I do a lot of exercise


It seems that the ideal racing weight is about 5-6% of your body weight. Is that how much fat you have?

How often would you eat junk?

Zill. I just want to confirm that you heeded the comments regarding racing with no bunch experience. Yes, there is a risk of crashing in any grade. Just look at the pro peleton. But before you start looking at getting your body fat to 5-6%, just start riding with some bunches, then move in to racing, then move up in grades, and THEN you can start thinking about body composition. Get the basics down first. You really don't want to be the one responsible for breaking your own plus several other bikes worth thousands of dollars, plus potentially injuring yourself and others, knowing that rather than thinking about jumping straight in to A or B grade at 5% body fat, you should have just been enjoying a friendly bunch ride and learning the basics of bunch riding. You can't learn this stuff online...


Yes, I know all about crashes. In fact, I lost 2 years of riding from a crash due of psychological reasons ( too scared to ride the bike - I am very risk averse). Problem was I gained a lot of weight as a result and now I am back and more determined than before.

I don't think I will try to ride in the middle of a pack in a race unless if it's a really small group of riders. Maybe racing is not for me in which case I will just concentrate on my own fitness (for fun).
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Re: How accurate is the calculator for ideal racing weight?

Postby zill » Wed Jun 25, 2014 8:48 pm

Xplora wrote:Please reread Gavin's post. Then reread it.

TL:DR Get the licence. Start racing. If you really feel strong now, just ride in A grade, and try to hang on. If your goal is to race A, then riding at the back of A, and trying to stay with them until the bunch sprint will develop your fitness and skills quite safely. You'll be on the back the whole time suffering. That's OK as long as you don't want prize money :lol:

Just for some perspective on "riding experience".

Xplora has commuted well over 20000kms over the past 2-3 years, on very busy rat runs in the dark and the day. Done the bunch ride almost every Saturday for 2 years before starting to race in October. Competitive in the final 5km blowtorch sprint to the coffee shop, which included strong riders at the top of the MTB Elites in Sydney, regular A grade winners/parttime NRS. Held my own against some classy A graders in some other group rides. Quite good at rolling turns safely. Great resume. Right?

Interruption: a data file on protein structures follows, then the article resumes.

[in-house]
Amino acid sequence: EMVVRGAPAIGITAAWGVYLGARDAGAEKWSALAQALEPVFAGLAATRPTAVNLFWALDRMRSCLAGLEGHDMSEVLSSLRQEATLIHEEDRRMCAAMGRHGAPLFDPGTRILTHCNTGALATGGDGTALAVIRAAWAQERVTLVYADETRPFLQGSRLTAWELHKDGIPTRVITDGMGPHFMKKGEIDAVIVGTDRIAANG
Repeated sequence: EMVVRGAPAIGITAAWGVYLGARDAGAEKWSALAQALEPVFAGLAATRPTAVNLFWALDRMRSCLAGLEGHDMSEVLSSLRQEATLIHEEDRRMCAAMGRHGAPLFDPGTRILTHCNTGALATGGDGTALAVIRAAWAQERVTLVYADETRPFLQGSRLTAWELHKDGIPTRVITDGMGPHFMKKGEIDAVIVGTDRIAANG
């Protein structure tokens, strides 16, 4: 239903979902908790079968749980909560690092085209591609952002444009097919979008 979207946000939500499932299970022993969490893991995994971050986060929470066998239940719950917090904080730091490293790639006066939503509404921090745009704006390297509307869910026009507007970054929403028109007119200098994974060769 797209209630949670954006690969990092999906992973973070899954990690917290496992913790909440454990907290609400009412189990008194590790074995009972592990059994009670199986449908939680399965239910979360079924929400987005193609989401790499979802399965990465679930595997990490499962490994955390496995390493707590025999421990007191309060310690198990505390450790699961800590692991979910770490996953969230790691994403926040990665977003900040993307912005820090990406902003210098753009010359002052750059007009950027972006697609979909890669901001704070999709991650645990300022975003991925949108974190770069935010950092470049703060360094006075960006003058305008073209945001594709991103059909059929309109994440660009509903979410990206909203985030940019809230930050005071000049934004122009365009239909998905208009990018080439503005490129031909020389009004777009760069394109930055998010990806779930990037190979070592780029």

My racing style is breakaways and sometimes an attacking breakaway :lol: . I don't have a thundering sprint (and my guess is neither will you, zill, at your height and weight) but my TT fitness is reasonably good. I started in D for one race, almost overtook all of C grade competing for the prime. I took off half a lap early and they didn't chase me, came 3rd for the C grade prime as well. (didn't understand the prime lap) What a moron. Anyways, after promoting myself because I don't like sandbagging I attacked a few weeks later on the prime lap with a couple other riders (who have been winning B grade since LOL) and I ended up riding into a guy's wheel and brought down the bunch after falling off the back of the break and really being unable to control the bike while fatigued.

Poor Steve was a barked up mess, with his bike tangled in mine, it costs me a hundred bucks in spokes, truing and RD hangers, and I have since realised that my bike handling skills, despite THOUSANDS of hours in the saddle, including extremely tight pacelining on the weekend, are pretty crap. My handling abilities are so poor that I don't feel comfortable going around corners in the pack. Even big wide tracks like the Grand Prix circuit (20 across can be done).

Your plan of racing D and launching a winning break is not going to develop racing bunch skills. You learn them in the final kilometre, that's where things get ugly. Rolling around the track waiting for the sprint is easy, no one is fighting you for position, no one is worried about losing speed.

I SHOULD have started racing a full year earlier. I would have been stuck in C grade longer but I would have been much better at managing the bunch sprint because I lacked the fitness to toy with the bunch and attack them all mercilessly.